Bob Morris has reviewed Susan Scott’s book Fierce Leadership here on our blog. Her earlier book is Fierce Conversations. Here is a key quote from her new book about the importance of such conversations:
The conversation is the relationship. Business is fundamentally as extended conversation with colleagues, customers, and the unknown future emerging around us. What gets talked about in a company and how it gets talked about determines what will happen. Or won’t happen.
A leader’s job is to engineer the types of conversations that produce epiphanies.
A fierce conversation is one in which we come out from behind ourselves, into the conversation, and make it real… It is the unreal conversation that should scare us to death. When you think of a fierce conversation, this authenticity, integrity, collaboration, execution muscle, innovation, emotional capital…
(I’m presenting a synopsis of Fierce Leadership tomorrow at the Take Your Brain to Lunch gathering).
In The Laws of Disruption, Downes asserts that there are three laws of digital life. Together, they comprise “the laws of disruption.” Moore’s Law: In an article published in 1965, Gordon Moore (the founder of Intel) claimed that the number of transistors on his company’s chips would double every year or two without increasing their cost to users. This law explains why computers continue to get faster, cheaper, and smaller. Metcalfe’s Law: Formulated by networking pioneer Robert Metcalfe, this law explains what anyone with a telephone already knows. The more people you reach, the more reasons you find to reach them. Standardization enables this process to accelerate at an ever-increasing rate. The Law of Disruption: “As Moore’s Law continues its relentless journey into the realm of smaller, cheaper, and faster, new applications arrive more quickly. As they do, Metcalfe’s Law is there to spread them around.”
Together with Moore’s Law and Metcalfe’s Law, the Law of Disruption is systematically rewriting the aging corpus of industrial-era law. “The result will be a new code, better suited to life in the digital age. In the midst of revolutionary change that is both fascinating and frightening, it’s hard to look away. Confronted with the weird economics of information, the core principles of public law, private law, and in formation law are being turned upside down.”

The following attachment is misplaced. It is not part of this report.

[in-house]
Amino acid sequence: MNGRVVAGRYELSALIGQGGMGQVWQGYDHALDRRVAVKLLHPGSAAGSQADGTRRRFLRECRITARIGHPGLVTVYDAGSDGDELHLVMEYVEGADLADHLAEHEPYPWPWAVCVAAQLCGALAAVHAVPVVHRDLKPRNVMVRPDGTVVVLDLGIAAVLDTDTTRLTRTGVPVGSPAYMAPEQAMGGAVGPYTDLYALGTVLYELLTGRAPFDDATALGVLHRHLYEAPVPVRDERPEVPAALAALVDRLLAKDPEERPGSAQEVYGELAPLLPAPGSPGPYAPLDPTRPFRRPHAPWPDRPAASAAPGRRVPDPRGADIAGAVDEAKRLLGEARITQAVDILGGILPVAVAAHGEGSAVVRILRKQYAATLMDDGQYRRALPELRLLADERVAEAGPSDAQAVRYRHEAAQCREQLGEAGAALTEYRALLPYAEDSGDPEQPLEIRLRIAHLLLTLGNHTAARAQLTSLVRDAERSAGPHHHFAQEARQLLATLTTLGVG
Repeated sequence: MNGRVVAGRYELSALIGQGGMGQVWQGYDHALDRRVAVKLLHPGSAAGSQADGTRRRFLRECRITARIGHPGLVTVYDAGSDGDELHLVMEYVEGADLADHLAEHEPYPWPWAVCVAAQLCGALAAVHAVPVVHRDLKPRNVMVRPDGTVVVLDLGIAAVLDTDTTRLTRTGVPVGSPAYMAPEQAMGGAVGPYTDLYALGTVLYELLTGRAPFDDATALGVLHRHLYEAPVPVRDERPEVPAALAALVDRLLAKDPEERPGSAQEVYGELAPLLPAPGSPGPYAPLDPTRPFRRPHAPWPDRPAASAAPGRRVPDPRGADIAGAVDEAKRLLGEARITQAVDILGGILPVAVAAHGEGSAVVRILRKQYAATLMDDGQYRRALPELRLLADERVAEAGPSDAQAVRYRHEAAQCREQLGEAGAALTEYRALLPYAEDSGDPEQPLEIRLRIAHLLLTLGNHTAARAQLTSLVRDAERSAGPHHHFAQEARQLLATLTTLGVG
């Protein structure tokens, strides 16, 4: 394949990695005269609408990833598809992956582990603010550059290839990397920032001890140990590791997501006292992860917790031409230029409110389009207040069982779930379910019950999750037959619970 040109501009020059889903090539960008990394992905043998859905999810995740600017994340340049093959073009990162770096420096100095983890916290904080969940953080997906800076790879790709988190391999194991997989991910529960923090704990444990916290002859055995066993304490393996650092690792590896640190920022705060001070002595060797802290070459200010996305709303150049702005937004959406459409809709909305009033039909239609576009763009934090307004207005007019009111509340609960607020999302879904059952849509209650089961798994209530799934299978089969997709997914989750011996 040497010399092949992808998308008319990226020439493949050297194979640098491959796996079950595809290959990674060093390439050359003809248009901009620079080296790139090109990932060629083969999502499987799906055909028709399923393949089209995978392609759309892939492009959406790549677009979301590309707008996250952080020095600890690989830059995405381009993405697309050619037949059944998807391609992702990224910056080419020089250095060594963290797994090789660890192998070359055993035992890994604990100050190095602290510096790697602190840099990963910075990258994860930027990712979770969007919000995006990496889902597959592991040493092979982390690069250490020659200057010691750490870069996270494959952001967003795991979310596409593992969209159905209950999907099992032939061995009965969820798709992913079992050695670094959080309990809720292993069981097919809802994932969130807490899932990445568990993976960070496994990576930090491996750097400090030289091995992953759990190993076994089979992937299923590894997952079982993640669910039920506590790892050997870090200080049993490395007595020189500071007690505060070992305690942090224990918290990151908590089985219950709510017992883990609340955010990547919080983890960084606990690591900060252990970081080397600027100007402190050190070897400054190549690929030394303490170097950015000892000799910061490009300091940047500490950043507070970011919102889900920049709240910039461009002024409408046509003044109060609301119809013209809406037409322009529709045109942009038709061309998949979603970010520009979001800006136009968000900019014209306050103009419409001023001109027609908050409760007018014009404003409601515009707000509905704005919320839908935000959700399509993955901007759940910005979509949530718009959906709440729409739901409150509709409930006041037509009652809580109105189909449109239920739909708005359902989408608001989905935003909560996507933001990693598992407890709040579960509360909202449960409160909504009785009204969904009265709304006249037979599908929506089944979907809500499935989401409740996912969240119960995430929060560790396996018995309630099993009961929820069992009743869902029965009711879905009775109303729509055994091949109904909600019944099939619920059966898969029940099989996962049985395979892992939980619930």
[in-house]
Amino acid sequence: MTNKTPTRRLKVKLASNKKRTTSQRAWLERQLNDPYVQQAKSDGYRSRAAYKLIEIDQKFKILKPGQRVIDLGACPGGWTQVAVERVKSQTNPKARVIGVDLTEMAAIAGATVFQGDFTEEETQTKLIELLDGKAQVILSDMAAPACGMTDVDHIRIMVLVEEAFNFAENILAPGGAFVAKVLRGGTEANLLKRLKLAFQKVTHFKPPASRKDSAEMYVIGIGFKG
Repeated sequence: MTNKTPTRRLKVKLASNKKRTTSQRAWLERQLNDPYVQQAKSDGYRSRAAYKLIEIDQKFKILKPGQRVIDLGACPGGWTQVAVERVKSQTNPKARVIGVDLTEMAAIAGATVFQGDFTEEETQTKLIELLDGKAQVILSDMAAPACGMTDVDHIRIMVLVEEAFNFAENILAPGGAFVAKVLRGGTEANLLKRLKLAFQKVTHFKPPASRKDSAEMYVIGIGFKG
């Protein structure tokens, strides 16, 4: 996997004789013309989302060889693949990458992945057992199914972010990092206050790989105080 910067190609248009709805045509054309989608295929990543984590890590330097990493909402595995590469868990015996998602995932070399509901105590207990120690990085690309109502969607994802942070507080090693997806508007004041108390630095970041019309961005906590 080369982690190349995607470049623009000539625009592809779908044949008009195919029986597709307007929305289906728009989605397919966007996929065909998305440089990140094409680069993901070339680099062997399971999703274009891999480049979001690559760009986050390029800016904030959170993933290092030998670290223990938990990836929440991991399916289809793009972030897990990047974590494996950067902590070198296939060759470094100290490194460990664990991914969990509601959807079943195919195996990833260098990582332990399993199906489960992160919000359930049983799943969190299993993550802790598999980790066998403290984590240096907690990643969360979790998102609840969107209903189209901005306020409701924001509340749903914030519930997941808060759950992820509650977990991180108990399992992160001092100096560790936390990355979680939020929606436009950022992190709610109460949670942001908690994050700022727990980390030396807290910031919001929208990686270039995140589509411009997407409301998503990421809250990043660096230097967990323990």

What to do? Downes proposes nine principles – the laws of disruption – that form the foundation for a new legal system. “One way or another, these principles will prevail. Open always wins. Whether the transition is relatively slow or fast, straight or zigzagged, peaceful or violent depends on all of us. Policymakers, business leaders, consumers, and citizens all have a critical role to play in the legal revolution.”
With all due respect to Unleashing the Killer App, there are several reasons why I think this book is a greater achievement. Here are three. First, there are more and more valuable insights as well as an abundance of advice on how to take appropriate action on each. I presume to characterize this process as “killer execution.” Also, Downes creates a frame-of-reference, indeed a multi-dimensional context for each of his core concepts that include but are not limited to the aforementioned nine principles. This helps the reader to understand the “why” as well as the “what” and “how” of “harnessing the new forces that govern life and business in the digital age.” Finally, demonstrating the skills of a world-class anthropologist, Downes anchors his core concepts within human experience, suggesting the implications and consequences of myopia as well as the opportunities and benefits of what Joseph Schumpeter once characterized as “creative destruction.” Downes is a dreamer, a visionary but also a relentless empiricist — driven by insatiable curiosity — and a diehard pragmatist — almost wholly preoccupied with understanding what works, what doesn’t, and why.
This is a brilliant achievement.